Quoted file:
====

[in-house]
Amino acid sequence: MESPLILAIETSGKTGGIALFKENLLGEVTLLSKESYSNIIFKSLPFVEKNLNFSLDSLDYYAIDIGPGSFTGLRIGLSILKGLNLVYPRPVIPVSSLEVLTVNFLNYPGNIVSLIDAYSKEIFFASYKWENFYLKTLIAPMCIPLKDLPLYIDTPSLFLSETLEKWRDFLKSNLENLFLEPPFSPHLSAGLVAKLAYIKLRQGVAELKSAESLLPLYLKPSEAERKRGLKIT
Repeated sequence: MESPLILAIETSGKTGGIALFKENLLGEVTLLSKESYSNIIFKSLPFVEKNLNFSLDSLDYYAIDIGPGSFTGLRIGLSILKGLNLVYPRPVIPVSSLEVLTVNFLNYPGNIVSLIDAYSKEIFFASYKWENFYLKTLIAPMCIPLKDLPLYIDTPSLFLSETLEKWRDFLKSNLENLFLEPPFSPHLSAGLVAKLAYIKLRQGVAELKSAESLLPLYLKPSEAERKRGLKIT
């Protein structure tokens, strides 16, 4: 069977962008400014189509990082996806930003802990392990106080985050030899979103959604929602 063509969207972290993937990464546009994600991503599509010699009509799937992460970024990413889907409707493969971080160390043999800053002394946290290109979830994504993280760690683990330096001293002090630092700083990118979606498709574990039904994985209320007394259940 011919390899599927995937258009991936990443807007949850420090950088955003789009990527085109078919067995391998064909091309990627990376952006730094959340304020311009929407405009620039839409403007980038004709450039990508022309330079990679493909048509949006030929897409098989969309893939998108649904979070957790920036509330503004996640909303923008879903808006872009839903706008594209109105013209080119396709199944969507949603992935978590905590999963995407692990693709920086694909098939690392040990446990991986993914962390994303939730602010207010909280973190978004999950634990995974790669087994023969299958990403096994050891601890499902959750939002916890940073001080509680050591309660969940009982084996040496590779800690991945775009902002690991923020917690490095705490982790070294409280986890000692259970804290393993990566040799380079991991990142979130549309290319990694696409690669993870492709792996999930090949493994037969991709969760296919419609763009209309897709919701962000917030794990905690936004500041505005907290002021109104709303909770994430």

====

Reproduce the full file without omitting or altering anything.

[in-house]
Amino acid sequence: MESPLILAIETSGKTGGIALFKENLLGEVTLLSKESYSNIIFKSLPFVEKNLNFSLDSLDYYAIDIGPGSFTGLRIGLSILKGLNLVYPRPVIPVSSLEVLTVNFLNYPGNIVSLIDAYSKEIFFASYKWENFYLKTLIAPMCIPLKDLPLYIDTPSLFLSETLEKWRDFLKSNLENLFLEPPFSPHLSAGLVAKLAYIKLRQGVAELKSAESLLPLYLKPSEAERKRGLKIT
Repeated sequence: MESPLILAIETSGKTGGIALFKENLLGEVTLLSKESYSNIIFKSLPFVEKNLNFSLDSLDYYAIDIGPGSFTGLRIGLSILKGLNLVYPRPVIPVSSLEVLTVNFLNYPGNIVSLIDAYSKEIFFASYKWENFYLKTLIAPMCIPLKDLPLYIDTPSLFLSETLEKWRDFLKSNLENLFLEPPFSPHLSAGLVAKLAYIKLRQGVAELKSAESLLPLYLKPSEAERKRGLKIT
């Protein structure tokens, strides 16, 4: 069977962008400014189509990082996806930003802990392990106080985050030899979103959604929602 063509969207972290993937990464546009994600991503599509010699009509799937992460970024990413889907409707493969971080160390043999800053002394946290290109979830994504993280760690683990330096001293002090630092700083990118979606498709574990039904994985209320007394259940 011919390899599927995937258009991936990443807007949850420090950088955003789009990527085109078919067995391998064909091309990627990376952006730094959340304020311009929407405009620039839409403007980038004709450039990508022309330079990679493909048509949006030929897409098989969309893939998108649904979070957790920036509330503004996640909303923008879903808006872009839903706008594209109105013209080119396709199944969507949603992935978590905590999963995407692990693709920086694909098939690392040990446990991986993914962390994303939730602010207010909280973190978004999950634990995974790669087994023969299958990403096994050891601890499902959750939002916890940073001080509680050591309660969940009982084996040496590779800690991945775009902002690991923020917690490095705490982790070294409280986890000692259970804290393993990566040799380079991991990142979130549309290319990694696409690669993870492709792996999930090949493994037969991709969760296919419609763009209309897709919701962000917030794990905690936004500041505005907290002021109104709303909770994430």